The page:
USS Croatan was named for a sound off the North Carolina coast. The ship was commissioned April 28, 1943 as CVE-25. In August, she began patrol with a hunter group out of Norfolk looking for submarines. She had two skirmishes with a couple of surfaced submarines. In late 1943, the ship undertook ferrying duties from the east coast to Casablanca. Early 1944 saw her back on submarine patrols and then doing a stint for the Naval Research Laboratory. After her guinea pig run, she went back on submarine patrol and hit pay dirt. Two times in April, she spotted and sunk two German U-boats. Her summer patrol in June and July caught her two more targets.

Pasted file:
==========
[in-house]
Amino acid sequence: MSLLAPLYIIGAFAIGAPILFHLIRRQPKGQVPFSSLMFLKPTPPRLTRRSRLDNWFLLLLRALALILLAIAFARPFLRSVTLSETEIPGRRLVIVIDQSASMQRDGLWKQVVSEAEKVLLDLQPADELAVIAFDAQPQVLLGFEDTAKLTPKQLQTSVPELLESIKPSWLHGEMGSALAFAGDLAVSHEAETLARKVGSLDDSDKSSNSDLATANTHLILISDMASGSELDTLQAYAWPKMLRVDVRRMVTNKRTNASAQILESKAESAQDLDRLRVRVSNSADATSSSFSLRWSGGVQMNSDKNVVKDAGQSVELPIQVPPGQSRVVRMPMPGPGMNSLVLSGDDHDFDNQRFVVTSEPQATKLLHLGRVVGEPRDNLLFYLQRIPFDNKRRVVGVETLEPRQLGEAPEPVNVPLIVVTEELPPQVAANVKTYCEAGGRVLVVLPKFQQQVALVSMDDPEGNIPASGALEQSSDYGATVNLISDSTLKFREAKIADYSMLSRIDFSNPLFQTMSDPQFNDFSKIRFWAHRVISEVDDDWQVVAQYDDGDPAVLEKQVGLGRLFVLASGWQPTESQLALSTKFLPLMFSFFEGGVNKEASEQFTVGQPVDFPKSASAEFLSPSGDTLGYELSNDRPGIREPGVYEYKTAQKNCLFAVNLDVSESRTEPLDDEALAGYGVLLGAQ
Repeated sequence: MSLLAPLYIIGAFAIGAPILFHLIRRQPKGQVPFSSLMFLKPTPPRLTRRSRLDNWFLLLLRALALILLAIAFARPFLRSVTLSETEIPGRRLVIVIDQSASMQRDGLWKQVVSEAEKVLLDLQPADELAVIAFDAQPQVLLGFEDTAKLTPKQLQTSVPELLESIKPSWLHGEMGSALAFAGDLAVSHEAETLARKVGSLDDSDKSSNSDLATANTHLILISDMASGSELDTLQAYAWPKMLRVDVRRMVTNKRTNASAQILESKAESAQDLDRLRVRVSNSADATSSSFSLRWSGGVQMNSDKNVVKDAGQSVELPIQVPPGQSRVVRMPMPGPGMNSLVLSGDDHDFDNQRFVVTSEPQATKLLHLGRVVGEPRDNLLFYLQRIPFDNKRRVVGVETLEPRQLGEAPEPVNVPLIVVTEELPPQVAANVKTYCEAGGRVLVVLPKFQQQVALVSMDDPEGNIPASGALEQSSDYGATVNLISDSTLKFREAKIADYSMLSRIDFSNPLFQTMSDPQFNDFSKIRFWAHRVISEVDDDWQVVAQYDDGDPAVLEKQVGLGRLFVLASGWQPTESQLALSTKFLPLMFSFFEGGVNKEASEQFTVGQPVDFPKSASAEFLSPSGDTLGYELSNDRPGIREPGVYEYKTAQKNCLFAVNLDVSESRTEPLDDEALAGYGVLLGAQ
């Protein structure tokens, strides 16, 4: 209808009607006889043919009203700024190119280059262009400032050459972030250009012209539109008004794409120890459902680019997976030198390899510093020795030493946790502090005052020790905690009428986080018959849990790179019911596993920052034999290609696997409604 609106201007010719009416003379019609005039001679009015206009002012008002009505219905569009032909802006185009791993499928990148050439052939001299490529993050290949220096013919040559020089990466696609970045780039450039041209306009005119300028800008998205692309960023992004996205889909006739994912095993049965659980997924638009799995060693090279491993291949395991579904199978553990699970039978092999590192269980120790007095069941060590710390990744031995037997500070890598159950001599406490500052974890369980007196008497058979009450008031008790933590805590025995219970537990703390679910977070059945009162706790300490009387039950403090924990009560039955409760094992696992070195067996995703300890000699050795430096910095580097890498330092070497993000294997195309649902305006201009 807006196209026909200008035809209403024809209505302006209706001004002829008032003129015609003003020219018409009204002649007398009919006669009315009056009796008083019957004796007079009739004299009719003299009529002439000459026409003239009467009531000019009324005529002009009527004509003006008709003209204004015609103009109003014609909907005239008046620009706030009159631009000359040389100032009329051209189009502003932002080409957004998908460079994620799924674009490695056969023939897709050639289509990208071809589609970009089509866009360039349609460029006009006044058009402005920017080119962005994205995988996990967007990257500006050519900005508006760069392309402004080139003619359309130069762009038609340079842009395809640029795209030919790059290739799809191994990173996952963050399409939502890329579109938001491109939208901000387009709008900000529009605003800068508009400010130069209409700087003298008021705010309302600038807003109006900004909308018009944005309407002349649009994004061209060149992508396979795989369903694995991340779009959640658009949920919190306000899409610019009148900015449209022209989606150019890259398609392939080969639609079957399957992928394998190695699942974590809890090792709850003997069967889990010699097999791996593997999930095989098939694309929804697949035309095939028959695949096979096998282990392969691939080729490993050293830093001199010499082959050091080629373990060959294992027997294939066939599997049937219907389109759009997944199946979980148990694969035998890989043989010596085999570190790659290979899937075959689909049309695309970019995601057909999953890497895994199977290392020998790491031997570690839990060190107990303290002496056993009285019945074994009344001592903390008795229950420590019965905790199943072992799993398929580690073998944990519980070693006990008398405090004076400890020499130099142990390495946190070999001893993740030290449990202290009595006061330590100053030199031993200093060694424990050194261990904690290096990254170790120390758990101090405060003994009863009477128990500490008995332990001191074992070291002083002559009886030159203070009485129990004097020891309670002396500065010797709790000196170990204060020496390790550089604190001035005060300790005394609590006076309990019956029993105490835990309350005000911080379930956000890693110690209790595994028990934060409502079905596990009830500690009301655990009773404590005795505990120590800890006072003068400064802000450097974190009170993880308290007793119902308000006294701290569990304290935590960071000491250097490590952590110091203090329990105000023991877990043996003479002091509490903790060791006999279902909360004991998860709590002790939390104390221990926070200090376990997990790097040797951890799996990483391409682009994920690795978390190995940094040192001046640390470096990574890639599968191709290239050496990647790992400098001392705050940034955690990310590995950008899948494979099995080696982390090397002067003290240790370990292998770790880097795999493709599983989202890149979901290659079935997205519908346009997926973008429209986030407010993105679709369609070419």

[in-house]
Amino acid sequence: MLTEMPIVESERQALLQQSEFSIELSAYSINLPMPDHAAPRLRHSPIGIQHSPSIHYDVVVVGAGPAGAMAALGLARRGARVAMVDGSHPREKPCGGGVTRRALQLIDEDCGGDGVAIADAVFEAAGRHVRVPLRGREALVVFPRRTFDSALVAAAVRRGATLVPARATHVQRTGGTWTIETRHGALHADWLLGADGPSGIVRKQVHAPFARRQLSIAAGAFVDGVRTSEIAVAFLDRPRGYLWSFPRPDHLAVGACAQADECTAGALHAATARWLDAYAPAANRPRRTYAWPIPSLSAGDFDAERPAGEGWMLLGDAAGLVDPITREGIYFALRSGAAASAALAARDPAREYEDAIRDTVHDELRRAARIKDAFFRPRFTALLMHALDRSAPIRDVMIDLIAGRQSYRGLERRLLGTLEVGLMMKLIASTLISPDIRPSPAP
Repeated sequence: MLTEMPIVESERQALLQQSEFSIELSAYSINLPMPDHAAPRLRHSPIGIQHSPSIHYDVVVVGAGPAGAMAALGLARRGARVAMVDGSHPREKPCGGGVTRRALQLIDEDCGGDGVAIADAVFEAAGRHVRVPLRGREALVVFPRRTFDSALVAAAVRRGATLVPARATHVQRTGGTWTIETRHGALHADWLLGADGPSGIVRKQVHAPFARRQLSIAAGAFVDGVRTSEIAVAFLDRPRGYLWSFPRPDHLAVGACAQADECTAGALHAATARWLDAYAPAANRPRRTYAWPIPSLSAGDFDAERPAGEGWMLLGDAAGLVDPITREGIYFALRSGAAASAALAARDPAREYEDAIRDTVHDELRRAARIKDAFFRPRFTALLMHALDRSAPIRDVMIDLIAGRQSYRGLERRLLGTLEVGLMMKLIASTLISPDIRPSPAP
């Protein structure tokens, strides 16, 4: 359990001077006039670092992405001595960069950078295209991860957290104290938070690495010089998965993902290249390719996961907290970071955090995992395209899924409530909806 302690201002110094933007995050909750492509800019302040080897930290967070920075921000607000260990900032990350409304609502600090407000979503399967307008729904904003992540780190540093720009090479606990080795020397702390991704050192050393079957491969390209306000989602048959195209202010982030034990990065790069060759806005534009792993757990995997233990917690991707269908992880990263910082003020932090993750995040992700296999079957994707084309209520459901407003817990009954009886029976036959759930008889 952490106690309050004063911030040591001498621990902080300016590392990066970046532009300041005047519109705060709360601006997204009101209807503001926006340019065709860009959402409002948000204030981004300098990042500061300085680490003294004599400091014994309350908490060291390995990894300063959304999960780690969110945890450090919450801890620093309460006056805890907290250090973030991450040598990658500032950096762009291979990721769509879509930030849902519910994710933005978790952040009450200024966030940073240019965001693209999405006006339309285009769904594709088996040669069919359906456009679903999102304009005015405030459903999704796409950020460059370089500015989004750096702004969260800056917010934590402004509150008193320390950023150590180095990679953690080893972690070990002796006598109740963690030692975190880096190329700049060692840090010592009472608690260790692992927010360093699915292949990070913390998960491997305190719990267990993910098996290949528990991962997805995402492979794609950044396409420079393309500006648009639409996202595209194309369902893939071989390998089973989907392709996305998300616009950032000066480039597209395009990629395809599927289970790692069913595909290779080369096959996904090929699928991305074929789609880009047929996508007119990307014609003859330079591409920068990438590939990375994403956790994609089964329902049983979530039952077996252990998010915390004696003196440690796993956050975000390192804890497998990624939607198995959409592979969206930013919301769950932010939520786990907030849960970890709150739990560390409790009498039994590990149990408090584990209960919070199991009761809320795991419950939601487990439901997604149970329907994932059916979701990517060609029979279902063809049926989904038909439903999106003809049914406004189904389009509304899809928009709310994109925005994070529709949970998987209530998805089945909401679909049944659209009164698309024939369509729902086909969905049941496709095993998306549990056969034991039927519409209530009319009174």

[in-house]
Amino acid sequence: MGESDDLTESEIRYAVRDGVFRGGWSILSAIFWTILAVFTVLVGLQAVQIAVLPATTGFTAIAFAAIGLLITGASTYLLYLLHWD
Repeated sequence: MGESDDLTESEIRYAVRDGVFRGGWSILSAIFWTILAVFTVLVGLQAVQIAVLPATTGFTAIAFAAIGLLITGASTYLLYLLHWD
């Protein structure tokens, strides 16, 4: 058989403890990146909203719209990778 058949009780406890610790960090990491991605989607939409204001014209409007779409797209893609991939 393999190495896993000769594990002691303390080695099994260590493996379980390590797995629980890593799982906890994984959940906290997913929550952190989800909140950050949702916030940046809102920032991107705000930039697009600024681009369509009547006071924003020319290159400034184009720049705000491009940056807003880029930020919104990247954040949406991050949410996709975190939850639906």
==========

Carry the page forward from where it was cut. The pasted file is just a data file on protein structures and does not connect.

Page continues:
Back in port, Croatan was overhauled and conducted more testing with the Naval Research Laboratory. In August and September, she was back on submarine hunting. She conducted antisubmarine training that autumn and winter in the Caribbean. In March 1945, she was part of a barrier group out to intercept German submarines. Later that year, she was used to qualify aviators. She also conducted two round trip voyages to return troops from Europe.
May 20, 1946, the ship was taken out of active service.